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  11. Thank you for these practical ideas on boundary setting – I found the one on conserving energy especially helpful. Taking time to decide how to respond is a good way of strengthening and maintaining boundaries. Too often, we feel rushed into responding to other people’s needs or demands. Great post!

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    1. I agree — there is often a feeling that we must respond instantly but by giving ourselves time to process what a response from us will do and how/if we wish to give time to something is a great way to create/maintain healthy boundaries. Sometimes you’ve just got to let stuff go! Thanks so much for stopping by!

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  12. As someone in there, 30’s (approaching 40) I have realised that I often allow myself to get walked over, I don’t really have any personal boundaries and although I have values, they don’t really align with my husband’s. I have learnt a lot about myself over the last year and I continue to discover who I am now, I’m not the same girl I was at 22 when I got married, I have different goals, new dreams and I’m often inspired by posts like this so thank you! It’s excellent.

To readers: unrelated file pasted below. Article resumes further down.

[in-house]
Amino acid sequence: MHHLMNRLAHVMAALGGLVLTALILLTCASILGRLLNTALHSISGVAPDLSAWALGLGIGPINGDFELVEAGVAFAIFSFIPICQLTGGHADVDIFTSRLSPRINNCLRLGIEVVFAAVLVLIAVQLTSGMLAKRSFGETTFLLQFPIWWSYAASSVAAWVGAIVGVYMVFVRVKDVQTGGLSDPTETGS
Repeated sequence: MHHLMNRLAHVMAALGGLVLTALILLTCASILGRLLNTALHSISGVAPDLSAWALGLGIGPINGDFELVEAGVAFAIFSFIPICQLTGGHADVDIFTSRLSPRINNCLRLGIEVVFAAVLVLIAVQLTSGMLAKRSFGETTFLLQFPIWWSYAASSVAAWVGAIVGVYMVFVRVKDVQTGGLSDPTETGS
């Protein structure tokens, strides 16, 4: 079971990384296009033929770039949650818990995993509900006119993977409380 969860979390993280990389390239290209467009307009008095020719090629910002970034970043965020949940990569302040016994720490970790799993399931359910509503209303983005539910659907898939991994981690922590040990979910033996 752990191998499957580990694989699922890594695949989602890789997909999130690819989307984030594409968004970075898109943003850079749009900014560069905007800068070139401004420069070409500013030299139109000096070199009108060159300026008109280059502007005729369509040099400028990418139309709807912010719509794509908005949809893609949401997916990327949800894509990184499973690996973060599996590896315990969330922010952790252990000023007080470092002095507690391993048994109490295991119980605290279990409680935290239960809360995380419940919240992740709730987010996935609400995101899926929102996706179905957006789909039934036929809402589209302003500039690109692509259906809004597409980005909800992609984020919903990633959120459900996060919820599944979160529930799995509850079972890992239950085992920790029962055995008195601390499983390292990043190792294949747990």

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    1. I’m so glad you found this post useful. Boundaries are often something that’s overlooked (I know I didn’t really think about it until I was in my 30s) but they are so necessary. They help us figure out who we are and evolve with us as we grow, age and change so they’re worth putting into place as they’re a lifelong journey. Thanks so much for stopping by!

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  13. Thank you so much for shedding so much light on setting personal boundaries. This is something that I have learned the value and importance of over the years. All it takes is for a few people to overstep those boundaries and take advantage until you realize how things must change for your wellbeing. I now set boundaries for those around me and I feel a lot more in control of my life and happiness. It’s so worth it.

    xo Erica

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    1. You’re so right — when you notice how people overstepping your boundaries feel you definitely put things in place to protect them. It’s so important that we do this as it helps us take care of our overall wellbeing. Thank you so much for reading!